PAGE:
Doctor Who and the Green Death was a novelisation based on the 1973 television serial The Green Death.
Publisher's summary[edit | edit source]
1975 Target Books edition[edit | edit source]
The Green Death begins slowly. In a small Welsh mining village a man emerges from the disused colliery covered in a green fungus. Minutes later he is dead. Unit, Jo Grant and Doctor Who in tow, arrive on the scene to investigate, but strangely reluctant to assist their enquiries is Dr Stevens, director of the local refinery Panorama Chemicals.
Are they in time to destroy the mysterious power which threatens them all before the whole village, and even the world, is wiped out by a deadly swarm of green maggots?
Chapter titles[edit | edit source]
- 'Wealth in our time!'
- The Doctor Plans a Holiday
- Land of My Fathers
- Into the Mine
- The Sluice Pipe
- The Egg
- The Maggots
- The Swarm
- The Green Death
- The Chrysalis
- One World, One People, One BOSS!
Deviations from televised story[edit | edit source]
- The refinery is called Panorama Chemicals in the book, whereas in the TV version it's called Global Chemicals.
- Some scenes are truncated and amalgamated to fit the abbreviated length of a novelisation. The Doctor and Yates's discussion about obtaining the oil waste (or its formula), for instance, takes place in the refinery corridor where they first meet, rather than the office.
- By the time the Doctor arrives, no one has visited Metebelis Three in three-hundred years. Not since a lone Time Lord stayed for a few hours writing up a report for their files. In addition to what's witnessed on-screen, the valley includes unusual blue flowers with prehensile roots and venom, blue predatory butterflies, blue inch-sized ants and herds of blue unicorns.
- The Wholewheal has been graffitied with "THE NUT HATCH" and "NUTTERS GO BACK TO CARDIFF".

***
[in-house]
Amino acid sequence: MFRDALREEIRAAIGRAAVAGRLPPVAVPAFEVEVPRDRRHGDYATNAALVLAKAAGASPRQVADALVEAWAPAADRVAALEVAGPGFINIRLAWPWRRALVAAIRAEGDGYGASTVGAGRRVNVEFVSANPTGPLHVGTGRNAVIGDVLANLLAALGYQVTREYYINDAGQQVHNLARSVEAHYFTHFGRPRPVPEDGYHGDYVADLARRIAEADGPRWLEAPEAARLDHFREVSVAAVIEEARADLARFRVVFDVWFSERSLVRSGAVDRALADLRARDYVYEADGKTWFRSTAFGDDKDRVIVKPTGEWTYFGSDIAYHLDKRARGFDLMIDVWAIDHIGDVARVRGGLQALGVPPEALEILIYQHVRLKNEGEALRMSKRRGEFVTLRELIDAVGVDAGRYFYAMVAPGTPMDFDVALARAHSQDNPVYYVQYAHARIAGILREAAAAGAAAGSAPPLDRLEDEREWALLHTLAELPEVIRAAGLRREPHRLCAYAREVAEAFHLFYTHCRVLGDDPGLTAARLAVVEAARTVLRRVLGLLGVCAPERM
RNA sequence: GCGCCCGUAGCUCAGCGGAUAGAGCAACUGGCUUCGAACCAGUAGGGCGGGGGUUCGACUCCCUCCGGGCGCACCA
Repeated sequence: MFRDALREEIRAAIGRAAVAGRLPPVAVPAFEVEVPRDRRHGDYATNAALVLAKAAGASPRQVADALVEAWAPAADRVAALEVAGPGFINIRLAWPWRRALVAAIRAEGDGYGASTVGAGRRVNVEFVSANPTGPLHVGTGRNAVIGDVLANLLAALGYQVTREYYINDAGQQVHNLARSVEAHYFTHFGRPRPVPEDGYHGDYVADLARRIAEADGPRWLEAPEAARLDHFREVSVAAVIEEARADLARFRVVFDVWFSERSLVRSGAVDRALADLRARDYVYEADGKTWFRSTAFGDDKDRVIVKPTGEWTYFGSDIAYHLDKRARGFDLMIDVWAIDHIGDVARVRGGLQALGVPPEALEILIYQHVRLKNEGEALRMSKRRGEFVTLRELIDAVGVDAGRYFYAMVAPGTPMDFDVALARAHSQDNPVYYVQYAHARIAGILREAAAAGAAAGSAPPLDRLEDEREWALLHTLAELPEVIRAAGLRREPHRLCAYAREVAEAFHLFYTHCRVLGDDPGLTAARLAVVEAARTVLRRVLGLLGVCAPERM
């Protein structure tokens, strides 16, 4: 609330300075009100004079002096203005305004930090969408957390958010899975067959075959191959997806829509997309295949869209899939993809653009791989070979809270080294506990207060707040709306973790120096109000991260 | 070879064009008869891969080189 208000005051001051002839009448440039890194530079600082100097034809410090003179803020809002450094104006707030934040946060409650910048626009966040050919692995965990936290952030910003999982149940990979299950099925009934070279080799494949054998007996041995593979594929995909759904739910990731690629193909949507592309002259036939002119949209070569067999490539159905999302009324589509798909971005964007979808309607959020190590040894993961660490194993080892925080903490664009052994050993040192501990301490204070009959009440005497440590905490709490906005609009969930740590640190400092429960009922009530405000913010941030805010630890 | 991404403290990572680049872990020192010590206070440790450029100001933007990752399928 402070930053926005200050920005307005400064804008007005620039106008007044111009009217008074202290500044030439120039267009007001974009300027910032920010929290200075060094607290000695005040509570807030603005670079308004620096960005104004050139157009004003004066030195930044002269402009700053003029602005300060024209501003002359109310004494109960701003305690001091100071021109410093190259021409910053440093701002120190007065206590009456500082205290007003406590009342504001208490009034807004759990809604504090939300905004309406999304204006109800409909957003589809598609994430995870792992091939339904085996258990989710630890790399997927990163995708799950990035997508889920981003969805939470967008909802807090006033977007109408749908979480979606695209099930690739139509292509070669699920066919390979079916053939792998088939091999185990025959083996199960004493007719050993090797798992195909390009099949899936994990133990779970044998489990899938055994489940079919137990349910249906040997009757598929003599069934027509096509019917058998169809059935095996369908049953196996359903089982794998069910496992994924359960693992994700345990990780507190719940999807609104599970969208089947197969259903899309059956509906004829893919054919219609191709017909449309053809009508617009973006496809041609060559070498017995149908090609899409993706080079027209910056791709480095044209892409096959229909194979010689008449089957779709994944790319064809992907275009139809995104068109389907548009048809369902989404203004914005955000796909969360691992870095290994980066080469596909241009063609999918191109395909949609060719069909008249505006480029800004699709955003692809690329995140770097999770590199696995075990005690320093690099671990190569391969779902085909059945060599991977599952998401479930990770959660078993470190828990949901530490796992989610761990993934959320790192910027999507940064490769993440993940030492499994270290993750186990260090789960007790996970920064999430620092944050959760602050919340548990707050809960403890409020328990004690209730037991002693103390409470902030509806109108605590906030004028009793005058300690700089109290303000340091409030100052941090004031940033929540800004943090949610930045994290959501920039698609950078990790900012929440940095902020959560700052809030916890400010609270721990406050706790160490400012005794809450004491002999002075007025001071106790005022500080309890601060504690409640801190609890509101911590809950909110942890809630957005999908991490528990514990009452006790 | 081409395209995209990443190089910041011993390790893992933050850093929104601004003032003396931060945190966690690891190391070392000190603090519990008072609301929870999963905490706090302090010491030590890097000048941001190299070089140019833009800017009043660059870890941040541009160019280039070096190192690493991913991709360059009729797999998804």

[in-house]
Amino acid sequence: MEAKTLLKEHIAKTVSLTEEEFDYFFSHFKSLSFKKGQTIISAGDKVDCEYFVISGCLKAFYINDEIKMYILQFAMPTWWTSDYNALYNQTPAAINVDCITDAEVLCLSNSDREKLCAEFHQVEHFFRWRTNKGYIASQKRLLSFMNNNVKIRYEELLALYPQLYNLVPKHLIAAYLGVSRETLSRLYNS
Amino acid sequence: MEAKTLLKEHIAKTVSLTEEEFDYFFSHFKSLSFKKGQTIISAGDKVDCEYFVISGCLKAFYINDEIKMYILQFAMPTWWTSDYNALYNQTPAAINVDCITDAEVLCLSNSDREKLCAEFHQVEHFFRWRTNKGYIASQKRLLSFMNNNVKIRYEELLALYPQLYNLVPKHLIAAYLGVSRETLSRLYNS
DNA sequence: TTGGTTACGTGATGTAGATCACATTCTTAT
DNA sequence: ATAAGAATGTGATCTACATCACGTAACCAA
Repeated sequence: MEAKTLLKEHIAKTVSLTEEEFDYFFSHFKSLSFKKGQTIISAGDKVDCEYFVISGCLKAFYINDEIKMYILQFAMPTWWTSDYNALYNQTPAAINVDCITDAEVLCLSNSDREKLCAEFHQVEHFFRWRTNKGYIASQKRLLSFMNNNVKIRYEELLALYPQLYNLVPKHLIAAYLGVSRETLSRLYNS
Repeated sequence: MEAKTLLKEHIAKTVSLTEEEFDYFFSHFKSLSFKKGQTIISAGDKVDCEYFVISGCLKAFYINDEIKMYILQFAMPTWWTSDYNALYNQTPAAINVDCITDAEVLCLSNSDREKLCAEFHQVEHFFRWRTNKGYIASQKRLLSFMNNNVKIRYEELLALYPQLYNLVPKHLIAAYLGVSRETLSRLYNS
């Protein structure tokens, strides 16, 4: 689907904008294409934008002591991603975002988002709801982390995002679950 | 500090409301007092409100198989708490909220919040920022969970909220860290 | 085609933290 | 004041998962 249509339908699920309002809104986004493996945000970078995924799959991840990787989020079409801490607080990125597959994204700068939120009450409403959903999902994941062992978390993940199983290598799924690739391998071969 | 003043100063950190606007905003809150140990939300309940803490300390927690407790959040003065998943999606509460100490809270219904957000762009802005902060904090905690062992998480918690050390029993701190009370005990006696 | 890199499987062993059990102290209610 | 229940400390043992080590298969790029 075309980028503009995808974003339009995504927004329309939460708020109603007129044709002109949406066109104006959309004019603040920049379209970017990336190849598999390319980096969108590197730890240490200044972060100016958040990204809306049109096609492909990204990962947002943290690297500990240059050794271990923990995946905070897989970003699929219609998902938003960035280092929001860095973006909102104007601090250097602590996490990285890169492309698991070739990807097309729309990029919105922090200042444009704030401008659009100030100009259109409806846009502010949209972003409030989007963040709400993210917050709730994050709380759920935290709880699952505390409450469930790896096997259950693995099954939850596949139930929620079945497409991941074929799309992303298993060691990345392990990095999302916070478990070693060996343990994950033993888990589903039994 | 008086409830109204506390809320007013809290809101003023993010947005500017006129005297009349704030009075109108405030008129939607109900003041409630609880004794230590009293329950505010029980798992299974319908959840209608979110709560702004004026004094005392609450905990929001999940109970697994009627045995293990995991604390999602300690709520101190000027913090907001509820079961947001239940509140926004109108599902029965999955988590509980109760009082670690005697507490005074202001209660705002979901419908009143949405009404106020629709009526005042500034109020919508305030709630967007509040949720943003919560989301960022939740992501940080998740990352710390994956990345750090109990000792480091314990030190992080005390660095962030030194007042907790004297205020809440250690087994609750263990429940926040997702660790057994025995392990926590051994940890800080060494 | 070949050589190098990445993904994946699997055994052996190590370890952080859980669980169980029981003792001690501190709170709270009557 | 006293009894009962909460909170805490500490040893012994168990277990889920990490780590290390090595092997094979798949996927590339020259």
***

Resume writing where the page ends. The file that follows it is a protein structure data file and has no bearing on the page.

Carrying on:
- The narrative first makes mention of BOSS when Stevens first connects himself to the brainwashing headphones.
- Dr Ralph Arnold Fell is renamed Dr Arnold Bell.
- Hinks is reading a comic at the time that Professor Cliff Jones stages a demonstration against Panorama Chemicals. It's stated he hasn't yet gotten to the part where people are beaten and burned, so he has something to look forward to when his task is completed.
- As the Doctor leads Cliff away from Jo, she recognises that the Doctor knows she's fallen in love. Sympathetically, she wonders why her old friend never married. She's unclear on whether there are any "lady Time Lords" or if they're capable of having children at all. There are a great many things she still doesn't know about him.
- The Doctor relates his experiences on Metebelis Three during the evening meal in the Wholeweal, rather than his joke regarding the Venusian shanghorn and the perigosto stick.
- Cliff proclaims his love to Jo as UNIT begin their bombing run of the slag heap.
- Elgin is reinstated into the events where he was replaced in the televised version by James. Stevens expresses disappointment in Yates directly, rather than the fallen Elgin/James.
- The Doctor mourns killing the giant dragonfly.
- Stevens's efforts to destroy BOSS are observed by the Doctor. He considers whether he should carry the man to safety, but instead decides to leave him in the company of the only friend he ever trusted. The Time Lord laments the destruction and wonders how many slaves and semi-slaves perished in the inferno.
- Following the refinery's collapse, the guard at the front gate remarks that before reconditioning he was a bus driver en route to West End. He has no idea of how he came to work there.
- In the final moments of the story, after Jo has chosen to remain with Cliff, the Doctor is mentioned to be 725-years-old.
Writing and publishing notes[edit | edit source]
- An extract from the novelisation in which Dai Evans and Clifford Jones discuss the General Strike in 1926 was used to preface Chapter 3 of Dominic Sandbrook's modern history State of Emergency. The chapter in question, "Ghosts of 1926", is an account of the early 1970s strike actions in Britain.
Additional cover images[edit | edit source]
British publication history[edit | edit source]
- W.H. Allen & Co. Ltd. UK
- 60p (UK)
- 1979 Target Books with a new cover by Alun Hood priced 60p (UK)
Audiobook[edit | edit source]
[edit | edit source]
to be added